If you’re visiting this site, chances are you love making mead. But have you ever wondered how the alcohol actually gets into the mead? I mean, let’s face it, mead tastes great, but alcohol puts the fun in our delicious ambrosia.
And while it may seem magical to the mead drinkers of yore, the alcohol in mead has nothing to do with sorcery, it arrives to us through lovely science.
How? Why? You’re probably wondering.
While your esoteric “why” question is well beyond expertise of this author, today I will attempt to explain the how alcohol is created through fermentation without getting too nerdy on you.
The fact that alcohol and mead has been around for thousands of years is pretty amazing, even more amazing is that we did not really understand how it was made until fairly recently.
However this process of yeast, as a single cell, living organism converting sugar to alcohol was only first theorized in 1835 by French inventor Charles Cagniard de la Tour who had been studying yeast, among many other things.
Then in 1857 Louis Pasteur, the French Chemist, actually proved that alcoholic drinks were created as a result of the yeast microbe converting glucose into ethanol in an environment without oxygen (I’m guessing he may have had a drink or two when he proved that)
Since then, yeast has been studied and modified many times over to improve its fermentation and ethanol production efficiency to create the yeast we use today for creation of mead, beer & wine.
Today we know that in order to create an alcoholic beverage we are going to need a few key ingredients:
Lucky for us, water is in abundant supply on planet earth, the sugar obviously comes from the honey, and so do most of the nutrients needed to make good mead (as we’ll see later, typically not enough, however, for the highly drinkable mead that we know today).
Why is honey such a great source for alcohol production? To answer that question fully, we need to explore the process in which MAKE the honey.
We will begin with an Orange blossom tree, a common source of nectar for mead honey. The flowers on the orange blossom tree attract the local bees with their nectar. Nectar is not particularly sweet and is fairly clear, watery liquid. It is certainly is sugary though, loaded with a complex sugar known as Sucrose.
The “Forager” bees will drink this liquid and as it flies from flower to flower the nectar mixes with an enzyme from the bees salivary glands called invertase. Once in the stomach the enzymes begin to convert this complex sugar into 2 forms of more simple sugars, Fructose and Glucose.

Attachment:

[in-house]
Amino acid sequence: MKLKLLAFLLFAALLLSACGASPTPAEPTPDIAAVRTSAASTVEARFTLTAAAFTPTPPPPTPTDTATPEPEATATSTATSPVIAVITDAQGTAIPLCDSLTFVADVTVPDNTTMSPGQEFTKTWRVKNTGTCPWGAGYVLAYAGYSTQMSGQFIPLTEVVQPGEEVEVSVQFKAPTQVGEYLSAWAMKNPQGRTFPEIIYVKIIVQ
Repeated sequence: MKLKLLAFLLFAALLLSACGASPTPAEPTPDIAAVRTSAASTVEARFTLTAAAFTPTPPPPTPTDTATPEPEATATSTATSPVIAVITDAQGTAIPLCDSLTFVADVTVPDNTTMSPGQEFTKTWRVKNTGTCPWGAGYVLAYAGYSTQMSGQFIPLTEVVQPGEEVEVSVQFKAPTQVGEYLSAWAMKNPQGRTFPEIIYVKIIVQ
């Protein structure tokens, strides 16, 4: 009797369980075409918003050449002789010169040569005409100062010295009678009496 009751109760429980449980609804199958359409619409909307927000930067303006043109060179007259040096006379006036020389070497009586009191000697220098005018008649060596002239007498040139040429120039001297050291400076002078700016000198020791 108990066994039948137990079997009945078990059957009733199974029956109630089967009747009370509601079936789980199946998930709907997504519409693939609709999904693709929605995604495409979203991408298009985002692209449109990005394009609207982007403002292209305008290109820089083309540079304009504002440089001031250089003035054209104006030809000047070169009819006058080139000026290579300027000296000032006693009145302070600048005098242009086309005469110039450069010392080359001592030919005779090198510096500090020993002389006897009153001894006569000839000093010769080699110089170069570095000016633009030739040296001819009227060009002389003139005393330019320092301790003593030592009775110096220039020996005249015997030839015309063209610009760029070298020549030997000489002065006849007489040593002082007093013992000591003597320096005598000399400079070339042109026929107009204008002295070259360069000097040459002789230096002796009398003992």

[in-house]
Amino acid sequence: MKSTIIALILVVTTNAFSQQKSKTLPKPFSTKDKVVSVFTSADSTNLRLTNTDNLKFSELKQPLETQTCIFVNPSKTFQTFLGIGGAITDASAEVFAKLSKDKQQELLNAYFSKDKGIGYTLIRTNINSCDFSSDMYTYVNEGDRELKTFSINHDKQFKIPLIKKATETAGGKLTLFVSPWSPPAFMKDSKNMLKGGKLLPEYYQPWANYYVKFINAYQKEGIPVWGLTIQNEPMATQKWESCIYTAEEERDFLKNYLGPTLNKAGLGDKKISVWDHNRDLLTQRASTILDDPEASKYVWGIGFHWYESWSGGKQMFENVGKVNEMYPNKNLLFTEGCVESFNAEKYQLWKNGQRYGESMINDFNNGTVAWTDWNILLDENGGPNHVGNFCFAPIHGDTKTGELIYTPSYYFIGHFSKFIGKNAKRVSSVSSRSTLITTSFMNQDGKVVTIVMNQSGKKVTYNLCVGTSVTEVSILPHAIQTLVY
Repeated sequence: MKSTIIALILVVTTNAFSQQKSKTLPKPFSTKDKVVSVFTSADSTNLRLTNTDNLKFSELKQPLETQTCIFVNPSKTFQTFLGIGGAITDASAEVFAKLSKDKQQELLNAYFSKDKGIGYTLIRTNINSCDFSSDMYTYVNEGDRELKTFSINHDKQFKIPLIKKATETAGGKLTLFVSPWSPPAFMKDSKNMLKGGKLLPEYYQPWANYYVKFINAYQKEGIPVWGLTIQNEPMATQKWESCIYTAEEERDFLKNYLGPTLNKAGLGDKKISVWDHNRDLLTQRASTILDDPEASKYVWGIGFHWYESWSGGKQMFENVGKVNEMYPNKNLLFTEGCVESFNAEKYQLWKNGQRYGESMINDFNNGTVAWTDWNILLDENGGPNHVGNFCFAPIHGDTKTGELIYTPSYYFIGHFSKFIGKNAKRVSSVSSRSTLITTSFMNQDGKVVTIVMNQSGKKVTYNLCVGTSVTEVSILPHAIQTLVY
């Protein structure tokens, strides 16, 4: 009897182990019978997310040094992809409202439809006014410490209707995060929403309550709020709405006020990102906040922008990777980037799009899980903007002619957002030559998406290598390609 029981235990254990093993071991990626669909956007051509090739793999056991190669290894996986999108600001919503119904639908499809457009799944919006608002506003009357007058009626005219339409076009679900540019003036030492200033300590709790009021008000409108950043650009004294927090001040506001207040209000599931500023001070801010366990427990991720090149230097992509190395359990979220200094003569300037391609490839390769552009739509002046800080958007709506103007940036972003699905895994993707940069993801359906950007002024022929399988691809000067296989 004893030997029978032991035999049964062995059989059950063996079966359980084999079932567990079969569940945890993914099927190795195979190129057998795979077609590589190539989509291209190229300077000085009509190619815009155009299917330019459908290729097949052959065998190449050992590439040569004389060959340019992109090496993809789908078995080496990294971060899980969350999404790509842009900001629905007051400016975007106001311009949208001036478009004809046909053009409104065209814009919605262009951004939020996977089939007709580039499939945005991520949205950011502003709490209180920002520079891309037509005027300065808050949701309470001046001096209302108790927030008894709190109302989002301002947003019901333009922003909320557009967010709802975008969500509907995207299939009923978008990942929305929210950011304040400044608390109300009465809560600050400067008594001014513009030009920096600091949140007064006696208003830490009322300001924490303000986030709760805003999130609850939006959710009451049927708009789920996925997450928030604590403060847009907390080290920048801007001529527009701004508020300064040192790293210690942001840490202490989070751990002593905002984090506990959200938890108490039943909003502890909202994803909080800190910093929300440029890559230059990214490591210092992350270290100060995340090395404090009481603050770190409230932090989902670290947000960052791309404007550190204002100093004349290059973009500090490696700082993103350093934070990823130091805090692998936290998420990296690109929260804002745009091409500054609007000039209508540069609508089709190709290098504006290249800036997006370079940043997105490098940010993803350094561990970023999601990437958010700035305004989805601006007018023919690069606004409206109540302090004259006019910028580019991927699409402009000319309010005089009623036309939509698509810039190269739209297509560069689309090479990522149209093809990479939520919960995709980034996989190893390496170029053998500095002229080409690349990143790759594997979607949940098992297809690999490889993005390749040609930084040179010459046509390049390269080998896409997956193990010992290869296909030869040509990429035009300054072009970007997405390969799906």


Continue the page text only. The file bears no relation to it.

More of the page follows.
When the bee arrives back to the hive it well regurgitate the liquid (that’s right, vomit) and a “House” bee will quickly drink it up again. More enzymes go to work on the liquid and that bee will regurgitate it, only for another bee to drink it up. This process repeats multiple times until the water content of the liquid is reduced from 80% down to about 20%. The sweetness of the simple sugars have also increased, so it is much thicker and sweeter than when it was drawn from the flowers.
This liquid is regurgitated one last time to a honeycomb and the last bit of water evaporation takes place by the beating of the bees wings. Water content is now down to about 16% and *viola* – honey has been made.
This supersaturated solution of sugars is also recognized as a “super-food” as it also contains important vitamins, minerals, amino and organic acids that the yeasts need to function, and important fragrance compounds that helps make each batch of mead unique.
Now that we understand how honey is made, as well as key ingredients in alcohol production through fermentation, let’s get right into the fermentation process.
The basic principle of fermented alcohol is pretty simple. A single cell organism called yeast, found just about everywhere on earth, work to converts sugars (glucose) into heat energy, ethanol (alcohol) and carbon dioxide.
While the equation looks pretty straight forward, quite a few steps are taking place and during this process many things will affect how well this reaction takes place, which makes creating mead an art. The glucose levels of the honey, the effectiveness of the yeast the environmental conditions the exposure to temperature and oxygen all play a part in this process.
To go one level deeper, and you can follow along with the diagram below:
A single glucose molecule gets broken down into 2 molecules of pyruvate this reaction is exothermic so heat is ejected. This is why your fermentation gets warm as it works. The 2 pyruvate molecules are then broken down into 2 organic compounds know as acetaldehydes and 2 carbon dioxide molecules. The carbon dioxide is the bubbling byproduct that can be released from still beverages or forced to stay in the liquid for sparkling beverages. The final conversion takes the acetaldehydes to ethanol and creates a nice balanced formula with a resulting effect on the human body that is equally pleasing.
And there you have it. We have taken the journey from the discovery of the power of yeast to the repeated vomiting of bees to make honey and how the sugars are then converted into an alcoholic beverage.
I hope that this has given you an insight into what was a complete mystery for thousands of years to so many mead, beer and wine makers. It is good that the lack of true understanding did not get in the way of an opportunity to produce and consume alcoholic beverages.
Paul is an native Brit that has upped sticks and moved America. After many years of trying to have the locals use correct English he has given up and now focuses his efforts on converting people to drive on the left; One person at a time. He is part engineer, part dad of twins and all sarcasm. Mead has become a passion of his, making, drinking, sharing and drinking. (that’s right 50% more drinking than anything else.